Chapter 18

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Waking up had been a struggle, but finally opening my eyes had been worth it. I felt like I had fallen into my wakefulness, violently jolting awake with twitches and spasms before I lay motionless in bed. When I realized I was staring up at an unfamiliar ceiling my chest swelled with panic and my eyes flickered rapidly from left to right, expecting to be in the lush bedroom of Katherine Barrington. Or worse: I'd still be locked in that room, lying immobile and half-naked on the old mattress as they pumped drugs into me, as they slowly killed me from the inside out.

Instead, I quickly recognized that I was in a hospital room. It was a generic hospital room with white walls, an adjoined bathroom, lots of metallic-looking equipment, a singular wheeled chair beside my bed, a wheeled stool, and the ominous feeling of isolation and sterilization. There was also not a human being in sight.

The only not depressing thing was a rather large window on the wall opposite the door. The view, however, left much to be desired. I'm sure they must've had a room somewhere that wasn't overlooking a parking lot. But mine wasn't it.

On the brightside, it appeared that I had a private room. My room was smaller than others I had seen and my bed was the only bed in there. On the not-so-brightside, the only times I had ever been in a one-person, unshared hospital room was when the patient was terminally ill and dying. The patients who were recovering or only had minor injuries always had to share with someone else.

In any case, I was alone, in a hospital room, and there was an IV needle hooked up to my forearm. Gross.

I had woken up in this room before, hadn't I? It seemed familiar, like I had been here in a dream.

Memories of Alex flooded my head and I remembered waking up in this room, seeing Alex sleeping, and reaching out to see if she were real, if she had really been there.

She had come for me, hadn't she? She had been there, right?

I looked around again, as if a closer inspection of the hospital room would magically make it not empty, but it only reinforced what I already knew. I was alone.

Where was Alex? Had I imagined her? I wouldn't be surprised. Whenever I had those fleeting moments of consciousness it was her face I had seen. I wanted to make sure it was the last thing I thought of in case I could never have another thought again. It made sense that my brain would hallucinate the one thing it was so full of.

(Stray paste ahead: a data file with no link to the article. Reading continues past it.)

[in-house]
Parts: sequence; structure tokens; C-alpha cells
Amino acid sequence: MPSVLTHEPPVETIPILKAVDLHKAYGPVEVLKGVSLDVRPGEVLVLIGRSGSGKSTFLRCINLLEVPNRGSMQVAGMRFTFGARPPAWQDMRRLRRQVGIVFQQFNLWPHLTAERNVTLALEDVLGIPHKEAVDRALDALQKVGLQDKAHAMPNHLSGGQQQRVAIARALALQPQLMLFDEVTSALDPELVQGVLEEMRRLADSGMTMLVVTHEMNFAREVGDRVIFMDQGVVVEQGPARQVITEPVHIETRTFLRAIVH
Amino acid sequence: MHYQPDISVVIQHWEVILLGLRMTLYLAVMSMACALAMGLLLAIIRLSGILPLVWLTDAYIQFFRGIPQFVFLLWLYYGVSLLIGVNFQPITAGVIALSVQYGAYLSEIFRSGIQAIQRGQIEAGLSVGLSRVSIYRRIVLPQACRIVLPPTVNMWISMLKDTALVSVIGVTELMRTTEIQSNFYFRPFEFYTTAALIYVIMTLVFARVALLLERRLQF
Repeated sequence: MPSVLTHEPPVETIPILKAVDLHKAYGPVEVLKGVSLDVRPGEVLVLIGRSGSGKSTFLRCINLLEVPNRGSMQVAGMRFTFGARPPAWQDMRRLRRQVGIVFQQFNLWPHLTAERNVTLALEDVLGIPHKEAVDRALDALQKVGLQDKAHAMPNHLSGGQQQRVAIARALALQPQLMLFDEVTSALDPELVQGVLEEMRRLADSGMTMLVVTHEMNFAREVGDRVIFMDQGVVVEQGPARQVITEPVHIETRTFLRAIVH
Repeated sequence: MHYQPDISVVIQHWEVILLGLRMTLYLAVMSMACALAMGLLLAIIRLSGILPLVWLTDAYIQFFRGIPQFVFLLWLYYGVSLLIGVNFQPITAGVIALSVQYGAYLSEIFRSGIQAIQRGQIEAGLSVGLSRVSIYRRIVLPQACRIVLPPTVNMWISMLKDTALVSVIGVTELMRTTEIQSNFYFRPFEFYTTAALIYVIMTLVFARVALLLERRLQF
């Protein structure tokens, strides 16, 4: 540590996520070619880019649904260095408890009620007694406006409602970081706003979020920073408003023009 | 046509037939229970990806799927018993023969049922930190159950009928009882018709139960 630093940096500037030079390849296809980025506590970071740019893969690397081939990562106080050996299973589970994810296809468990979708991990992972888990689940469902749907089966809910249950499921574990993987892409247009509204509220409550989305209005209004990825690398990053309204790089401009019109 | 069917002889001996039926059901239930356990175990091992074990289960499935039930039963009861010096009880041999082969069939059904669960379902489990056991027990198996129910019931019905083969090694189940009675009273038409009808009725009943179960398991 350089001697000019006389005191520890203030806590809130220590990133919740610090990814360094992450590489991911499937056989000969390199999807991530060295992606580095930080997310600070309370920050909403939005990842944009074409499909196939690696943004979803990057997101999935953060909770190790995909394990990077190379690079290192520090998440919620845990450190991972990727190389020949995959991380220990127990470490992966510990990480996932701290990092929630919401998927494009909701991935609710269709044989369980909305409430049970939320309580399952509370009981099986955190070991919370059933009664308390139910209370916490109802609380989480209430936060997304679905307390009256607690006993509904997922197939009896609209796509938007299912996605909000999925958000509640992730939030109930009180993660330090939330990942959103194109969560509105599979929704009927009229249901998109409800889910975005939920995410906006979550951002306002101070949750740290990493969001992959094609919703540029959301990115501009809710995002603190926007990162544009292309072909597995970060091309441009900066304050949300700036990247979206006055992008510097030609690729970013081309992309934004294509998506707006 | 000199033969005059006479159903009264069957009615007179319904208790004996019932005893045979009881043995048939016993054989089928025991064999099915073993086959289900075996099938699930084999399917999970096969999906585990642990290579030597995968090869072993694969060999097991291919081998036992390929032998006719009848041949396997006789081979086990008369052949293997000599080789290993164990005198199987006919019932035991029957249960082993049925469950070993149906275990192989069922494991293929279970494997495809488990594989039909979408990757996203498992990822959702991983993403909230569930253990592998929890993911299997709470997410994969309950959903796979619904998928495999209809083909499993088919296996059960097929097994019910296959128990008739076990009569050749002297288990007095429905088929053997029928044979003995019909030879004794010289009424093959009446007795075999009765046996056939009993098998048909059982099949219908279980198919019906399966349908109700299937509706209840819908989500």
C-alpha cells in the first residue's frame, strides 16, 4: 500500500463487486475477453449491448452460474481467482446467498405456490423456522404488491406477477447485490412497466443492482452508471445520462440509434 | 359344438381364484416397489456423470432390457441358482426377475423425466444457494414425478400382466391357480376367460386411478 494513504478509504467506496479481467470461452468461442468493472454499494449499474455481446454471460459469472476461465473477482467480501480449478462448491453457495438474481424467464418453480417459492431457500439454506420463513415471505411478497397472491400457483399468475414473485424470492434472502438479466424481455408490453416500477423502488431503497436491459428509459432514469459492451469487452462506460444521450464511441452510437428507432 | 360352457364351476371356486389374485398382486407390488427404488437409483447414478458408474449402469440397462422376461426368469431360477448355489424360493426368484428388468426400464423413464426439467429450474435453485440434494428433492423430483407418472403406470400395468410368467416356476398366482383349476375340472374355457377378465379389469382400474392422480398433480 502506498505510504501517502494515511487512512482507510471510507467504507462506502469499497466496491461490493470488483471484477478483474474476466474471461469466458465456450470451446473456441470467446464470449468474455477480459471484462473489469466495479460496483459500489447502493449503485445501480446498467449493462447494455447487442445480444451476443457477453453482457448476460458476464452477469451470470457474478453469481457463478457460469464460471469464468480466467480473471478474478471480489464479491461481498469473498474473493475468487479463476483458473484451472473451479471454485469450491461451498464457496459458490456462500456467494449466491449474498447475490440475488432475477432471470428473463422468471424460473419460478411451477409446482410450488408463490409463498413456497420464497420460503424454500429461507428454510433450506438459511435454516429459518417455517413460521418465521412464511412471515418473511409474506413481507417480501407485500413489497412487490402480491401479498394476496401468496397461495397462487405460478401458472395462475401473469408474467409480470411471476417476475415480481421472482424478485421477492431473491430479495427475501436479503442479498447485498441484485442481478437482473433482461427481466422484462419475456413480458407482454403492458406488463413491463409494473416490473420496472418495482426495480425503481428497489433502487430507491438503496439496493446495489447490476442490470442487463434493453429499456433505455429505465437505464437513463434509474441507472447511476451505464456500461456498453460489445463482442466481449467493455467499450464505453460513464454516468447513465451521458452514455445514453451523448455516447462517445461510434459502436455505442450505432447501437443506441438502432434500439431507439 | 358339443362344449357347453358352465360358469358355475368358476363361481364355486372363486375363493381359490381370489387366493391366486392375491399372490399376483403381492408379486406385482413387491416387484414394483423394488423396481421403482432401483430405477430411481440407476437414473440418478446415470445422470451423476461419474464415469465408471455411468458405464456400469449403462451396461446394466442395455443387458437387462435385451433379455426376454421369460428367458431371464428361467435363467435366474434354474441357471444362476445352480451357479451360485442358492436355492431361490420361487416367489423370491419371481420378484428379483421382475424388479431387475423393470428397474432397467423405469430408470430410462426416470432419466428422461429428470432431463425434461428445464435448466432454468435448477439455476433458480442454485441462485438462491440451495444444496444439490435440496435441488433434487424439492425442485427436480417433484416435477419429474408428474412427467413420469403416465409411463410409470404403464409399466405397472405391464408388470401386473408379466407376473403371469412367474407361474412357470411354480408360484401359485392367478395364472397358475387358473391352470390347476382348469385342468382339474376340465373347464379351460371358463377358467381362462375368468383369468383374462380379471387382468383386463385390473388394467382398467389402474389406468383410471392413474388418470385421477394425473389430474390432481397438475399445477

Good. If she wasn't really here then that meant she was safe somewhere else.

I was still in pain, but it was dull, ebbing away. I felt significantly better. Whatever drugs they had me hooked up to were working. Maybe too well. A part of me felt like I was floating.

My head, however, finally felt normal. I no longer felt the constant tug of sleep, the fear that at any second I would drift off again. For the first time in a long time I could think clearly. My life wasn't broken up and choppy with flickers of images and faces, like a broken film reel. Now everything seemed... like I was actually sober... clear-headed. I was awake.

I sat up and, after the dizziness had passed, croaked out, "Hello?" I sounded like a frog. No. Frogs were cute. I sounded like a toad. I swallowed a few times and then tried again, "Hello?" Okay that sounded a little less like a toad and more like me. I hadn't heard my own voice in so long though, so how could I be sure?

The door to my room opened and Alex, in all her beautiful glory, walked in. She paused in the doorway when she saw that I was awake.

I couldn't help but immediately notice what she was wearing. I had never seen her wear anything like it before. She almost looked like a completely different person.

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